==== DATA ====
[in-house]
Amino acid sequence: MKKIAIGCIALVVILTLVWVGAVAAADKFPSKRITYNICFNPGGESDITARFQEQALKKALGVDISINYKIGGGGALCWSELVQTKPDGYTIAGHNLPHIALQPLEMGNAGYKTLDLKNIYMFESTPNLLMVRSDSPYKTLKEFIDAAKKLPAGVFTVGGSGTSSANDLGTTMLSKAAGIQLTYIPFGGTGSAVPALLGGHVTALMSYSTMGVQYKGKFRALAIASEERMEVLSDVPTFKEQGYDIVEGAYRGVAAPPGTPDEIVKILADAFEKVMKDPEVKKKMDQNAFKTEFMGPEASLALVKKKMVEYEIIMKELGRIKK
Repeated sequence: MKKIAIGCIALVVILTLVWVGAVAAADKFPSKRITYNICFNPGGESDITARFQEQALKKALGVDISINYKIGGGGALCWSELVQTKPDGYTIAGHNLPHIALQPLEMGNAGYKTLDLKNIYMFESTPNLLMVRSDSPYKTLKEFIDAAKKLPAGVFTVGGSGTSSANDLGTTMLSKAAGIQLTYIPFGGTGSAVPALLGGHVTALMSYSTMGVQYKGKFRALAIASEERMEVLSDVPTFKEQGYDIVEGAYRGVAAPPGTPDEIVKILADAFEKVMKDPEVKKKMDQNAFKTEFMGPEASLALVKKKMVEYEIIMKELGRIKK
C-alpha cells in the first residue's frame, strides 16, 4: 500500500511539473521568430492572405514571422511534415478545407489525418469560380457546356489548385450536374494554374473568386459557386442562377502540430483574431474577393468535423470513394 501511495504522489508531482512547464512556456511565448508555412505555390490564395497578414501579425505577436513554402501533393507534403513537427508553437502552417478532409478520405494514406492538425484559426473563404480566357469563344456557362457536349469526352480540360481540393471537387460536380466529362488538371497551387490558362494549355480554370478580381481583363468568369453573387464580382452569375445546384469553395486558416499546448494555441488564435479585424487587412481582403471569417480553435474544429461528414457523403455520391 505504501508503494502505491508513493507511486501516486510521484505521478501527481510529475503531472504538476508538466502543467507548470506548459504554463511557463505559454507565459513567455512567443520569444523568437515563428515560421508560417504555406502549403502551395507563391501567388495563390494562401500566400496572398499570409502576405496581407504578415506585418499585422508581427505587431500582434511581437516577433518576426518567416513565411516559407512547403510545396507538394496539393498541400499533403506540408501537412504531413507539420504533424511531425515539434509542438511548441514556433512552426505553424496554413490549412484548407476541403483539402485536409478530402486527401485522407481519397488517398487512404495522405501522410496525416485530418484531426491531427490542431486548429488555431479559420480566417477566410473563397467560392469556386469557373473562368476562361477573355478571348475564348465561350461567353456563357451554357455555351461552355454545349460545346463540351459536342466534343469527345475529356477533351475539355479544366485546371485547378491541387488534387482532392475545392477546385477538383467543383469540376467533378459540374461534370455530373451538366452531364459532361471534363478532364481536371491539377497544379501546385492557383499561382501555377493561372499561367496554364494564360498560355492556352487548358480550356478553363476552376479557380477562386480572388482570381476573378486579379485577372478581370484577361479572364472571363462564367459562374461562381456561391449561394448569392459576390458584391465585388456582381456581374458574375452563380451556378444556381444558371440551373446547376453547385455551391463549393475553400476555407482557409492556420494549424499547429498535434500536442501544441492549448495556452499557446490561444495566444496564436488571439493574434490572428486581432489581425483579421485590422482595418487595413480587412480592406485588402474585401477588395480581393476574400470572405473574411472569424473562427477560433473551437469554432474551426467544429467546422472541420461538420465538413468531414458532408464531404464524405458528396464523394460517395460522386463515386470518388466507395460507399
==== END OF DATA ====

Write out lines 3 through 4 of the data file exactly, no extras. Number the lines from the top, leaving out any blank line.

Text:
Repeated sequence: MKKIAIGCIALVVILTLVWVGAVAAADKFPSKRITYNICFNPGGESDITARFQEQALKKALGVDISINYKIGGGGALCWSELVQTKPDGYTIAGHNLPHIALQPLEMGNAGYKTLDLKNIYMFESTPNLLMVRSDSPYKTLKEFIDAAKKLPAGVFTVGGSGTSSANDLGTTMLSKAAGIQLTYIPFGGTGSAVPALLGGHVTALMSYSTMGVQYKGKFRALAIASEERMEVLSDVPTFKEQGYDIVEGAYRGVAAPPGTPDEIVKILADAFEKVMKDPEVKKKMDQNAFKTEFMGPEASLALVKKKMVEYEIIMKELGRIKK
C-alpha cells in the first residue's frame, strides 16, 4: 500500500511539473521568430492572405514571422511534415478545407489525418469560380457546356489548385450536374494554374473568386459557386442562377502540430483574431474577393468535423470513394 501511495504522489508531482512547464512556456511565448508555412505555390490564395497578414501579425505577436513554402501533393507534403513537427508553437502552417478532409478520405494514406492538425484559426473563404480566357469563344456557362457536349469526352480540360481540393471537387460536380466529362488538371497551387490558362494549355480554370478580381481583363468568369453573387464580382452569375445546384469553395486558416499546448494555441488564435479585424487587412481582403471569417480553435474544429461528414457523403455520391 505504501508503494502505491508513493507511486501516486510521484505521478501527481510529475503531472504538476508538466502543467507548470506548459504554463511557463505559454507565459513567455512567443520569444523568437515563428515560421508560417504555406502549403502551395507563391501567388495563390494562401500566400496572398499570409502576405496581407504578415506585418499585422508581427505587431500582434511581437516577433518576426518567416513565411516559407512547403510545396507538394496539393498541400499533403506540408501537412504531413507539420504533424511531425515539434509542438511548441514556433512552426505553424496554413490549412484548407476541403483539402485536409478530402486527401485522407481519397488517398487512404495522405501522410496525416485530418484531426491531427490542431486548429488555431479559420480566417477566410473563397467560392469556386469557373473562368476562361477573355478571348475564348465561350461567353456563357451554357455555351461552355454545349460545346463540351459536342466534343469527345475529356477533351475539355479544366485546371485547378491541387488534387482532392475545392477546385477538383467543383469540376467533378459540374461534370455530373451538366452531364459532361471534363478532364481536371491539377497544379501546385492557383499561382501555377493561372499561367496554364494564360498560355492556352487548358480550356478553363476552376479557380477562386480572388482570381476573378486579379485577372478581370484577361479572364472571363462564367459562374461562381456561391449561394448569392459576390458584391465585388456582381456581374458574375452563380451556378444556381444558371440551373446547376453547385455551391463549393475553400476555407482557409492556420494549424499547429498535434500536442501544441492549448495556452499557446490561444495566444496564436488571439493574434490572428486581432489581425483579421485590422482595418487595413480587412480592406485588402474585401477588395480581393476574400470572405473574411472569424473562427477560433473551437469554432474551426467544429467546422472541420461538420465538413468531414458532408464531404464524405458528396464523394460517395460522386463515386470518388466507395460507399